The new machinery ended the traditional domestic system of textile production. Machines had to be close to their power source; they could not be in cottages. Moreover, different machines sequenced to perform specific tasks required both a division of labor and specialized skills. Workers therefore had to follow strict rules about work and punctuality.
Some mills specialized in one textile-making process, but others, such as Quarry Bank Mill at Styal, established in 1784, performed all the needed tasks to turn cotton fiber into cloth. At Quarry Bank Mill, nearly half the workers were children between the ages of 7 and 21, most from workhouses and orphanages who were contracted to work for a period of seven years as apprentices. By 1800 there were 90 children who lived and worked without pay at the mill, learning the trade as the reward for their work, although there was no significant effort to teach them the trade; mostly they were regarded as a source of cheap labor.
Children were essential in textile factories because they were small enough to scramble under the looms to clean them or retie broken threads. Records from Quarry Bank Mill contain details of nearly 1,000 children who worked there between 1785 and 1847. Their day began early. They typically rose at 5:30 a.m., were given a piece of bread to eat and began work at 6. Through the day, they usually had three short breaks, when they were fed oatmeal, and then at 8:30 p.m., after finishing their 141/2-hour shift, they got a supper of bread or broth. On Sundays, they had reading lessons, church and chores, such as tending the owner’s vegetable gardens.


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Richard Arkwright’s water-powered spinning machines revolutionized the production of cotton yarn at Cromford Mill.[/caption]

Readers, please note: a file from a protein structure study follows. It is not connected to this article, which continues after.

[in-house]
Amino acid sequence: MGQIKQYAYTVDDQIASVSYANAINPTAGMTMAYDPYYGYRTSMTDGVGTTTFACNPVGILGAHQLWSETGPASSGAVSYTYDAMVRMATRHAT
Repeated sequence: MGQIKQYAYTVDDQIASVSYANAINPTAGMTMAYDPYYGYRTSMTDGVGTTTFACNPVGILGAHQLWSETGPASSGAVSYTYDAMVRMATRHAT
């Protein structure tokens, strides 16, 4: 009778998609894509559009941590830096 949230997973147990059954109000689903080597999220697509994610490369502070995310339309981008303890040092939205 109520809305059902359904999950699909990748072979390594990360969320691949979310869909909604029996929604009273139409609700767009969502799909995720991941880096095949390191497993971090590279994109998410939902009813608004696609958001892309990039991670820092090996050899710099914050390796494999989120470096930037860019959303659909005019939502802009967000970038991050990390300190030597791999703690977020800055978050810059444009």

The unpaid apprentices sometimes ran away. About 100 appear to have fled from Quarry Bank Mill. A notice describing fugitives Esther Price, 14, and Thomas Priestley, 13, read: “Whoever will apprehend the said Apprentices, and give information thereof…shall receive one guinea reward and be paid all reasonable expenses. Both apprentices committed this crime last night and are believed to be still hiding in the mill. Can you find them?” The guinea reward (21 shillings) would have been more than a week’s pay for many workers. Once recaptured, apprentices frequently were beaten, had their hair cropped and had to work overtime to make up missed work and repay the costs of finding them. When Price was located and returned, she was forced to live in a room with boarded-up windows. Priestley, recovering from having one of his fingers torn off at the mill, was asked by the magistrate why he ran away. “I thought of my mother,” he said.
Life was equally hard for adult factory workers. Until 1833, hours of employment were not regulated, and it was 1844 before the law insisted that the machinery had to be fenced to prevent death and dismemberment. The thunderous noise of the machinery never ceased, so most older workers became deaf. Lung diseases were also prevalent, caused by the minute fiber fragments in the air. Few adults could leave the mills, especially when whole cities were devoted to textiles and little other work was available.
The similarity to the conditions of America’s slaves was not lost. Harriet Beecher Stowe noted it when she visited England in the 1850s. The workers, too, saw the comparison. During the American Civil War, only 40,000 of the 355,000 cotton operatives in Lancashire were working full time. As elucidated in the Illustrated London News on November 22, 1862, “The mills cannot be put to work until cotton is forthcoming, and the appearance of that substance does not depend on us, but on the continuance of the blockade of southern ports.” Nonetheless, the magazine lauded the British government’s support of the North, and encouraged its readers to heed “Lancashire’s cry of distress” by sending financial aid. The workers themselves, though out of work, met in Manchester’s Free Trade Hall on New Year’s Eve 1862 to pledge their support for the Union forces. President Abraham Lincoln, aware of their sacrifices, responded quickly, sending the workers a letter of thanks just three weeks later. His statue still stands in Manchester.